Elephant poaching falls, but number of elephants in Africa continues decline as 55 are killed every day

Elephant poaching falls, but number of elephants in Africa continues decline as 55 are killed every day

Elephant poaching in Africa has declined for the fifth year in a row, experts have said.

But elephant populations continue to fall due to illegal killing and other human activities, while seizures of large scale illegal ivory shipments were at record highs in 2016, a new report reveals.

In East Africa, where elephant populations have nearly halved in a decade, illegal killing has dropped back to pre-2008 levels.

In southern Africa, elephant numbers are stable or increasing, but in central Africa illegal killing remained very high, the report from the Convention on International Trade in Endangered Species (Cites) said.

It also revealed that global illegal ivory trade transactions remained as high as in the previous years, which could be down to scaled up enforcement efforts, or to a "panic sell-off" by traffickers as domestic bans come into place in key countries.

With the US, China, the UK and Hong Kong among the parts of the world already implementing or planning the closure of domestic ivory markets, there are also reports that the price of ivory has plummeting 50% in the past few years.

But there is also evidence that ivory is being processed in Africa for Asian markets, with smaller volumes of "worked" ivory already made into ornaments which can be carried through air check-in and carry-on luggage or couriers.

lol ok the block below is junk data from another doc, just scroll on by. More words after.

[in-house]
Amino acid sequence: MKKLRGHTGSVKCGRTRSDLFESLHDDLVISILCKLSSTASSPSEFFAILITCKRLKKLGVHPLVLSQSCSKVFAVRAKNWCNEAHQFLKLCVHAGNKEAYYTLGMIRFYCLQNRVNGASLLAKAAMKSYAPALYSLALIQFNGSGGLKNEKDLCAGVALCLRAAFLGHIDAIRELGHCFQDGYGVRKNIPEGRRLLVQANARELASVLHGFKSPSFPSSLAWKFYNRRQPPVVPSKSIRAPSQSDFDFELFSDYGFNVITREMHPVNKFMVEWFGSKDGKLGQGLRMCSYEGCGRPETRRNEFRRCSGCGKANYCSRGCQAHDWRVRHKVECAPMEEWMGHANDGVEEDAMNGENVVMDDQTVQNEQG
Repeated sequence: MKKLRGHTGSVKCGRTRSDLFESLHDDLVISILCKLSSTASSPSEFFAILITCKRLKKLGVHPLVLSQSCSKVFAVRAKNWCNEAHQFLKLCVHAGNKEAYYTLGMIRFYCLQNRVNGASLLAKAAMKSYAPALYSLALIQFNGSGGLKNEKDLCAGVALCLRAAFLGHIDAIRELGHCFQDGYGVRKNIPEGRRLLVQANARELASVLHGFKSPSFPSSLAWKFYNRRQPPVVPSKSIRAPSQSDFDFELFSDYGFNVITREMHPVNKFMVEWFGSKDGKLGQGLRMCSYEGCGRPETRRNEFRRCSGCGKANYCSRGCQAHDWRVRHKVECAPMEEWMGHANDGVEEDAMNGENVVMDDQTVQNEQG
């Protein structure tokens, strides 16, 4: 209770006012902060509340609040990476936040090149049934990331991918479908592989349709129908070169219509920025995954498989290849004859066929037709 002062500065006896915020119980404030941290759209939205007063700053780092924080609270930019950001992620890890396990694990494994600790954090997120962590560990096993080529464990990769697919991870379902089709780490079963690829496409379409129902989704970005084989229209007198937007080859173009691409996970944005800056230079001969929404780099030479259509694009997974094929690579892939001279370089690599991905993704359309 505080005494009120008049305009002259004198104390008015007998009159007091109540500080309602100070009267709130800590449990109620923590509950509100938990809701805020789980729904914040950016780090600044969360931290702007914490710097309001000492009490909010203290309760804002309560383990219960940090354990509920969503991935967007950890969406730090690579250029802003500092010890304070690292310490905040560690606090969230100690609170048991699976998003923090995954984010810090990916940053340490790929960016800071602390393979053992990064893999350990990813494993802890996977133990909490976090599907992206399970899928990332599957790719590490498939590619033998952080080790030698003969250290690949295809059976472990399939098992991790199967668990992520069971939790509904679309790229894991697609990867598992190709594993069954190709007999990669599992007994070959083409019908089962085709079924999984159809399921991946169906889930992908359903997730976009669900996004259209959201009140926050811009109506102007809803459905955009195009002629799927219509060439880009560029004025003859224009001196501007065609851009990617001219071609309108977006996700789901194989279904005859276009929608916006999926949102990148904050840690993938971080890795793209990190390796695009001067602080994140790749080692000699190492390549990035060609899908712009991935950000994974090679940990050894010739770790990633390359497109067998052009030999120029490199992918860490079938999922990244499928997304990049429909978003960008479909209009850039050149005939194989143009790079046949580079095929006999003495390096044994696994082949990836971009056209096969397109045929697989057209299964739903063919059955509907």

Cites general secretary John Scanlon said: "Eastern Africa has been badly affected by the surge in poaching over the last 10 years, and has experienced an almost 50% reduction in elephant population.

"There has, however, been a steady decline in poaching levels since its peak in 2011, and the analysis from 2016 concludes that overall poaching trends have now dropped to pre-2008 levels.

"This shows us what is possible through sustained and collective front-line enforcement and demand reduction efforts, coupled with strong political support."

He added the rising amount of illegal ivory seized could be down to more enforcement, a time lag between poaching and trafficking or stockpiles entering the illegal trade.

"But the spike in seizures of illegally traded ivory in 2016 may also be an indication that ivory trafficking has been influenced by the prospect of greater controls, the imminent domestic ban in several countries and anticipation of continued drop of price.

"As a result, international syndicates behind this poaching and smuggling may be involved in a panic sell-off as they realise that speculating on extinction was a bad bet, with an ever-increasing risk of getting caught", he added.

Colman O Criodain, WWF wildlife policy manager, said: "The news that poaching is in decline may appear positive, but the reality for elephants is far more complex.

"While some regions are showing promising signs that frontline efforts to prevent poaching are working in hotspots such as Central Africa, the killing of elephants for their tusks continues unabated."

And he said that while strides were being made to close legal ivory markets, the emphasis now was on enforcing such legislation and closing loopholes that allowed trade to continue.

"With an average of 55 elephants being killed every day, there is no time to waste, we must act now", he urged.


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